Pituitary insufficiency following traumatic thoracic injury in an adolescent male patient: A case report and literature review

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Traumatic thoracic injuries in adolescents are rare but could be connected with traumatic brain injuries (TBI) and development of chronic hypopituitarism. Early recognition of these endocrine problems is a significant challenge to clinicians. We present difficulties in diagnosis of hypothalamic-pituitary insufficiency following traumatic thoracic injury in adolescence. We also review the literature of similar cases.

Patient concerns:

We present a case of a 24-years-old male. In 2007, at the age of 15 he underwent a severe traffic accident followed by thoracic injury with concussion, hemothorax and dissection of the aorta requiring aortic stent-graft implantation.


During the post-traumatic period, transient polydipsia and polyuria symptoms were observed. The patient had no medical history of any serious disease before the accident, his growth and pubertal development was normal. After the accident the patient did not undergo any routine medical check-ups. In 2013 gonadal axis deficiency was diagnosed during investigation of libido problems. Following the diagnosis testosterone replacement therapy was initiated.


Further endocrinological investigation was carried out in 2016. The patient's main complaints were decreased mood and poor physical fitness. BMI was 27.34 kg/m2, with a tendency to abdominal fat distribution. The patient's height is 160 cm, while Mid Parental Height (MPH) is 173.5 cm. Decreased bone density was found in DEXA examination. Serum growth hormone level (GH) was normal while insulin-like growth factor-1 (IGF-1) level was below normal. Insulin tolerance test (ITT) and low levels of IGF-1 confirmed somatotropic axis deficiency. Nuclear magnetic resonance (NMR) of the hypothalamo-pituitary region showed no abnormalities. PROP 1 and other common genetic mutations associated with GH deficits were excluded. Testosterone treatment was continued. The patient increased physical activity and implemented diet.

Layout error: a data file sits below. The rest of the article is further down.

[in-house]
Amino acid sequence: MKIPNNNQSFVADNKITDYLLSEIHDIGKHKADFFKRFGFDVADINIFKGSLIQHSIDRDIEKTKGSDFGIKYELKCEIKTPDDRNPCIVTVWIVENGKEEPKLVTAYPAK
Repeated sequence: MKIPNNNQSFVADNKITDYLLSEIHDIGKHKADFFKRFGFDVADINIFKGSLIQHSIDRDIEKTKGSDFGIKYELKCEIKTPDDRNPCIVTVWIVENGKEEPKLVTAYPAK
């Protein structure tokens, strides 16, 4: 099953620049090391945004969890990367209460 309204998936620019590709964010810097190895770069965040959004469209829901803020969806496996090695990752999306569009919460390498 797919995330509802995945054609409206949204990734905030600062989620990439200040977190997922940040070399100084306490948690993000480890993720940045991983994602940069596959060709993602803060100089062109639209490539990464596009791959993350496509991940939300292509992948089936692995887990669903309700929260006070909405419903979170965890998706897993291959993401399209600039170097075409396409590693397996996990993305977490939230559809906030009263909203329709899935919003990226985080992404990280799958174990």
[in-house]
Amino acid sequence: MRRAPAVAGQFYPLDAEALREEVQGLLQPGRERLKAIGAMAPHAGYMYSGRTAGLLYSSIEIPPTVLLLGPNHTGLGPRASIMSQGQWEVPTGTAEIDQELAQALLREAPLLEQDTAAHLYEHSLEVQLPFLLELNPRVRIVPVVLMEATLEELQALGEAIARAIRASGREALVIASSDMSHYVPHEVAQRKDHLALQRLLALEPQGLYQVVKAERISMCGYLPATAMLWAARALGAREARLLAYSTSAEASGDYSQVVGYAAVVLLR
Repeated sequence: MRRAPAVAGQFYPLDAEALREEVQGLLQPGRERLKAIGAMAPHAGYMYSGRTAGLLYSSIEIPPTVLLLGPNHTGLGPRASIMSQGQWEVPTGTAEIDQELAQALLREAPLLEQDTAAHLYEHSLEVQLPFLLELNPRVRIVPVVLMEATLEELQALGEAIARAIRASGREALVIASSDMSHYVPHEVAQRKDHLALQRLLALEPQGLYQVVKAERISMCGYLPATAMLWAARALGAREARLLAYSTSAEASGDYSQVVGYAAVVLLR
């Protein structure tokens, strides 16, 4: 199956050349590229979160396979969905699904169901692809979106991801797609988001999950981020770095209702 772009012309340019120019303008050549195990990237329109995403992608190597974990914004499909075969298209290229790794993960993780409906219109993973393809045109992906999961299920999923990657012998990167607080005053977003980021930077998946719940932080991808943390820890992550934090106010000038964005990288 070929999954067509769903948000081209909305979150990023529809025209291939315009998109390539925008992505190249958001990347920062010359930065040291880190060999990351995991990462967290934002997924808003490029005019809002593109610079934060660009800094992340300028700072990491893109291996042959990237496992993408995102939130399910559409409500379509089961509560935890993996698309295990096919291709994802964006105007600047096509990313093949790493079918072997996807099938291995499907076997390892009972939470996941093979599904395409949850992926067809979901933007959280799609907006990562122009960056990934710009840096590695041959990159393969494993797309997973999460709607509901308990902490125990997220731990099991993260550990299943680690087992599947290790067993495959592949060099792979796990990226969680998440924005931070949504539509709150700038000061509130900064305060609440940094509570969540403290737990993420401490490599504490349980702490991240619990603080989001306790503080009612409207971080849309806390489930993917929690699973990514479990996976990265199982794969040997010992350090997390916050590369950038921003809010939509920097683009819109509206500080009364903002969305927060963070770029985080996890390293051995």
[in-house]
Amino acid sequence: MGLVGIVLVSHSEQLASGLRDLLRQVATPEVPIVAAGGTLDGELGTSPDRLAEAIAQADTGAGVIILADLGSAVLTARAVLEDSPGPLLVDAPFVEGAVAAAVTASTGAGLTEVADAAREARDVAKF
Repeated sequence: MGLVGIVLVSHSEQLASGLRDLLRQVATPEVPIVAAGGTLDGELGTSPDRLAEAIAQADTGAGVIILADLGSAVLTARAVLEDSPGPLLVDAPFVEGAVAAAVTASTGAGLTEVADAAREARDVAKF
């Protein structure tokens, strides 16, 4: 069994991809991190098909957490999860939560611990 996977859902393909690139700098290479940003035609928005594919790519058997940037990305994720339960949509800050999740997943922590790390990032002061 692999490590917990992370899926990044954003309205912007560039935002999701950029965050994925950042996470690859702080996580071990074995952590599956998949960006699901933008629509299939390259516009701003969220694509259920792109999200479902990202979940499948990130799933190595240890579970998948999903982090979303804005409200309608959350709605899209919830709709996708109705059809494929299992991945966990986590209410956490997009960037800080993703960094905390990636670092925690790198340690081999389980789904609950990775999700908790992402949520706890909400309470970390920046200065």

The patient has lost weight, improved physical activity performance and is feeling better. The procedure to start GH supplementation is now in process.


Based on our case and available literature we suggest that adolescent patients after traumatic brain injuries may require precise investigation and strict monitoring due to the possibility of unrecognized hypopituitarism.

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